Mergers, outright acquisition sure way to save distressing banks – Hon. Kpodo

A member of the Finance Committee in Parliament, Benjamin Komla Kpodo, has suggested mergers and outright acquisition of banks in the country as one sure way to assist distressed financial institutions from hostile takeovers and collapse.

He believes that it would also be in the bigger interest of the country’s banking industry if big banks think of buying out smaller banks that are listed on the stock market but going through some distressing situations.

According to the Ho Central MP, such a move will not only bring about some level of sanity into the bank sector, but also boost confidence in customers and shareholders.

“What we are thinking is the smaller banks should think of merging or there should be the bigger ones targeting the smaller ones to purchase these, especially if they are listed on the stock exchange or through any means of arranging acquisition. So that they can sanitize the industry and not be getting up early morning to hear this kind of folding up and takeovers,” he noted.

The Finance Select Committee member was commenting on the central bank’s announcement of the collapse of UT Bank and the Capital Bank, both indigenous Ghanaian banks, Monday, this week, following their inability to turn around their negative capital adequacy position which necessitated a  Purchase and Assumption agreement, allowing GCB Bank to take over all deposit liabilities and selected assets of both UT Bank and Capital Bank, per Section 123 of the Banks and Specialised Deposit-Taking Institutions (SDIs) Act, 2016 (Act 930).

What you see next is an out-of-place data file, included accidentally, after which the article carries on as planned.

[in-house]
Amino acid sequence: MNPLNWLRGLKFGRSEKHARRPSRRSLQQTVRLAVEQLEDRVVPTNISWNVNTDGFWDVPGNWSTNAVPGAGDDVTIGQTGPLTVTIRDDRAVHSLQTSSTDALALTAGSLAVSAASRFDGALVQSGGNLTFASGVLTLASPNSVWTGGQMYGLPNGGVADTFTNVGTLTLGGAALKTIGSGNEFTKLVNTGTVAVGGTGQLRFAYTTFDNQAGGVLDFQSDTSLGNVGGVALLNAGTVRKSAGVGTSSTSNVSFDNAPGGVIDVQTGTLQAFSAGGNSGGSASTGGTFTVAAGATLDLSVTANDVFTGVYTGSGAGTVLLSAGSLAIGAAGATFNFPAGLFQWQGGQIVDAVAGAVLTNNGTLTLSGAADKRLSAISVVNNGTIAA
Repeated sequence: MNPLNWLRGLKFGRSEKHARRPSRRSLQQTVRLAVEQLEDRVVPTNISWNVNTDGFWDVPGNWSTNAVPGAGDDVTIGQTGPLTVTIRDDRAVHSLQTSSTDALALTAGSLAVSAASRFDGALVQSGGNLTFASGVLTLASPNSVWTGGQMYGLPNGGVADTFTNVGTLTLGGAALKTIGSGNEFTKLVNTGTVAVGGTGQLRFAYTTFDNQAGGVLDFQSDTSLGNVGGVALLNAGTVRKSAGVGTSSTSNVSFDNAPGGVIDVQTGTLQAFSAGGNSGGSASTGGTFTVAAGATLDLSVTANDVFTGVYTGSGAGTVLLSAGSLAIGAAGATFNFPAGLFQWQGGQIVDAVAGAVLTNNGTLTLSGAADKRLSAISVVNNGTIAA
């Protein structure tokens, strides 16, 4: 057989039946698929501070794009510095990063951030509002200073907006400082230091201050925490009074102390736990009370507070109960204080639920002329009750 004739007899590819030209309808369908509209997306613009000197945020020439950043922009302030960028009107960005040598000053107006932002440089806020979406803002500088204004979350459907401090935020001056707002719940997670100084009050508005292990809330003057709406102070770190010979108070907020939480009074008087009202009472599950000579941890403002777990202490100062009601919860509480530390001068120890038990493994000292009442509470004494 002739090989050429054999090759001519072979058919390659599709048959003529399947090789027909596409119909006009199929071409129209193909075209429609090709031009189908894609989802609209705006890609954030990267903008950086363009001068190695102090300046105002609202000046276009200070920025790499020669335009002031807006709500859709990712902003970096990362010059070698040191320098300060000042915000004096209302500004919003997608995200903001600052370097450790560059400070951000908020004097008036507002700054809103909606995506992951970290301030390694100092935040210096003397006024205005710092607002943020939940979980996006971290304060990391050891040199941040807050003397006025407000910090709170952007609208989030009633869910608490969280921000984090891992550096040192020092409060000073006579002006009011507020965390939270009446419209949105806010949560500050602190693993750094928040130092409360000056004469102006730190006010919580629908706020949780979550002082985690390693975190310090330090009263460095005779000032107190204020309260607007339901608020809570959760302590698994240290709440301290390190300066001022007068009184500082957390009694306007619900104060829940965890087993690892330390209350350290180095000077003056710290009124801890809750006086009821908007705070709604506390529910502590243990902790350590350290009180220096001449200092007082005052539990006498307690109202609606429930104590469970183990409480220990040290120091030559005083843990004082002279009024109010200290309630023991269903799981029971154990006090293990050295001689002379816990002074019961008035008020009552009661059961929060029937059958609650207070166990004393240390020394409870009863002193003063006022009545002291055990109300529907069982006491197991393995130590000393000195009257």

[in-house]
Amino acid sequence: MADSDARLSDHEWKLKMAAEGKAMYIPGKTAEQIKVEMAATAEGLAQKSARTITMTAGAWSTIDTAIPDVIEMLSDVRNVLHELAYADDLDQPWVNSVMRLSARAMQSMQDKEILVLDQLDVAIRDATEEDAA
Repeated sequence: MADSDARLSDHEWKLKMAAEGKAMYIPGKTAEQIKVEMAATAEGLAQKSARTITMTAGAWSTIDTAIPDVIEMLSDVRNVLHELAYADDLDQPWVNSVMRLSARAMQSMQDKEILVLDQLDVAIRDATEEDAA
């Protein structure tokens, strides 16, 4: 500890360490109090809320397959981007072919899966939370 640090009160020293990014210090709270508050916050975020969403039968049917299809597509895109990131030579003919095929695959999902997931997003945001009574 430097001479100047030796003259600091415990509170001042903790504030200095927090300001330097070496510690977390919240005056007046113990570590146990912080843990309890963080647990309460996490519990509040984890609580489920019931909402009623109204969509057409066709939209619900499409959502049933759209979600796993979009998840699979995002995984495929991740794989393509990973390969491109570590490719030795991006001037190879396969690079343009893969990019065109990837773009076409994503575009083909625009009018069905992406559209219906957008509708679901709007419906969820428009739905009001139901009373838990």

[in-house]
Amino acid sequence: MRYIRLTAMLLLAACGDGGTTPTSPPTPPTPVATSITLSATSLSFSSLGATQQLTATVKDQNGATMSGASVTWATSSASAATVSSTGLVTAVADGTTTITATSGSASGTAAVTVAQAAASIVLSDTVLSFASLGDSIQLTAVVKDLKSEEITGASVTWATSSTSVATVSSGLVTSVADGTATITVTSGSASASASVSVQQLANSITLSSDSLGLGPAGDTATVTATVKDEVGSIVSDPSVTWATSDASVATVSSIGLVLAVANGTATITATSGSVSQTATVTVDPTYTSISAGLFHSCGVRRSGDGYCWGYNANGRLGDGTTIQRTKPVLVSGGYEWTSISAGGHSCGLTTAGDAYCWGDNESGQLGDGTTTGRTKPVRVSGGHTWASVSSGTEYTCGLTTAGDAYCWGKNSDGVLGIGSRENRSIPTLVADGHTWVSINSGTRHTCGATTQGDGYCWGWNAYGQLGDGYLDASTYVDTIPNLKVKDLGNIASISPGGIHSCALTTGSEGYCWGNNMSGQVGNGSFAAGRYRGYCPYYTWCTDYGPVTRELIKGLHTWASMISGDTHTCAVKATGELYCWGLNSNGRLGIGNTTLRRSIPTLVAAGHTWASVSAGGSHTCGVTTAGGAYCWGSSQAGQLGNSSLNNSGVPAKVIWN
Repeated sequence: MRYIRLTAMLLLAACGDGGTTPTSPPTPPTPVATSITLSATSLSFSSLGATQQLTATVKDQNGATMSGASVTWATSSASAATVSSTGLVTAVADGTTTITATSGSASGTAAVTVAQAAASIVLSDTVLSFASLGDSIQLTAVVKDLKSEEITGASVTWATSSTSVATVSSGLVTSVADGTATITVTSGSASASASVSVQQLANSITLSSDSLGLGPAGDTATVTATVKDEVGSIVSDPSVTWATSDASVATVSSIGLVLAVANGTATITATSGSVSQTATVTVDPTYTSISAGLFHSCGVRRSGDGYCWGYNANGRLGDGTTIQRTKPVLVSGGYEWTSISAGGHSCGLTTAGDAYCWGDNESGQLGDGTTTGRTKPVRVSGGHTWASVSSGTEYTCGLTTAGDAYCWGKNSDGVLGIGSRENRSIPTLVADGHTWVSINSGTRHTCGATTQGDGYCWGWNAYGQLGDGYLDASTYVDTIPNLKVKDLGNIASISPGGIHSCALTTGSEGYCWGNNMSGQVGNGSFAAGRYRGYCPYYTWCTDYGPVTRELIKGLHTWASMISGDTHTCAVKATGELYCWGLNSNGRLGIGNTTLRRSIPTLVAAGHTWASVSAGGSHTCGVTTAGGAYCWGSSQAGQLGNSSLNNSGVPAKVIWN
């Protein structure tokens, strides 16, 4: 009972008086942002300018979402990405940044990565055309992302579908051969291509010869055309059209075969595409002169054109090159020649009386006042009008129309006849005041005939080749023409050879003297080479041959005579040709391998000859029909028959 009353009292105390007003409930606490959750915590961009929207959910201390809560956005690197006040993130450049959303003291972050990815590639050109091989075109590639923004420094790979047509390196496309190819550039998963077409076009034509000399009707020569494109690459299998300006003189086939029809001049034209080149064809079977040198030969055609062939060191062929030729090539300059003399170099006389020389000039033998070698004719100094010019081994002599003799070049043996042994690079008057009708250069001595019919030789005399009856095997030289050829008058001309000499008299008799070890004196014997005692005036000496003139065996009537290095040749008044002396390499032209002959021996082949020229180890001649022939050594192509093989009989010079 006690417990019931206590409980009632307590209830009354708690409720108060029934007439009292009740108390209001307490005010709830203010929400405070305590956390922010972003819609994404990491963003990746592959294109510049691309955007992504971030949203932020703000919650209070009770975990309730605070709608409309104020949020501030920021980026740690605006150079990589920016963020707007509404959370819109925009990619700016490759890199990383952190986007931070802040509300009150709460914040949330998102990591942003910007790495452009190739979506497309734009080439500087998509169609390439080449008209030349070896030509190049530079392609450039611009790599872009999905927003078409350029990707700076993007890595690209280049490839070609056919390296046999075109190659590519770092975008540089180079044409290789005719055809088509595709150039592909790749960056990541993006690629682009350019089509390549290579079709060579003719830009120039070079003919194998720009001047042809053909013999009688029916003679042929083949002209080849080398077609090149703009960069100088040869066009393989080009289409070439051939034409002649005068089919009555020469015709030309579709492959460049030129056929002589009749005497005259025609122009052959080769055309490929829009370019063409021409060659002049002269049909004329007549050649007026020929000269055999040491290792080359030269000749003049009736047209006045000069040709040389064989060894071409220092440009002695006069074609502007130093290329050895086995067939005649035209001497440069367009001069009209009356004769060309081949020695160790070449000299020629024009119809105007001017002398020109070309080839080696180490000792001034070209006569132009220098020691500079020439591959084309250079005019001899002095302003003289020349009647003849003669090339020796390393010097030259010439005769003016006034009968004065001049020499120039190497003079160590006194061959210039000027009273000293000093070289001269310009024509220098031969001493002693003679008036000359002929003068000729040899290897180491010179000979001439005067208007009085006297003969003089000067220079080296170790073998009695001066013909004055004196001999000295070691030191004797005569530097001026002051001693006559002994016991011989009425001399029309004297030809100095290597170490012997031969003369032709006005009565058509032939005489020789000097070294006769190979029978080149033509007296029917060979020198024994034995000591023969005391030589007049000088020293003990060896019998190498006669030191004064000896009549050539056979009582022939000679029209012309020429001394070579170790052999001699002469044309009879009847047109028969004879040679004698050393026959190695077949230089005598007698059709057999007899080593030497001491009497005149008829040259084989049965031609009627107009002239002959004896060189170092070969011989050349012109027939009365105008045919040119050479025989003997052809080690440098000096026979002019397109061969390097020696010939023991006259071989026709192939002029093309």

Mr. Kpodo, during an interview with this paper, supported an earlier suggestion made by Finance Minister, Ken Ofori Atta, to the effect that the banking sector of Ghana should have about five major commercial banks operating within the sector as it pertains in other jurisdictions on the African continent.

“I heard the Minister of Finance saying that in his opinion five banks can be enough for the country, I think similar situation prevails in South Africa where, in spite of the economy being larger than ours, population being more than ours, have, I think, four or five banks for the entire country. So it will be good if the businesses come together to enhance their size and to become more efficient in the delivery of their services,” he intimated.

The MP acknowledged the challenge that some individual owners of most small financial institutions go through, especially in fulfilling their obligation of meeting the Bank of Ghana’s minimum requirement, and stressed the need for mergers between these small banks to enable them to meet the central bank’s unexpected requirement when the need arises.

He was quick to add that although there are no laws stating emphatically the need for banks to come together, it is standard practice that mergers and acquisition take place within a particular industry.

“Many of the banks are owned by individuals and family friends and as the Bank of Ghana continues to raise the minimum capital requirement, there is always the burden on the owners to find the money and be able to meet those requirements. That is the situation. So it would be good if they come together to become bigger and perhaps efficient in their operation and that has come to the mind of some of us,” he added.





The Republic News Online

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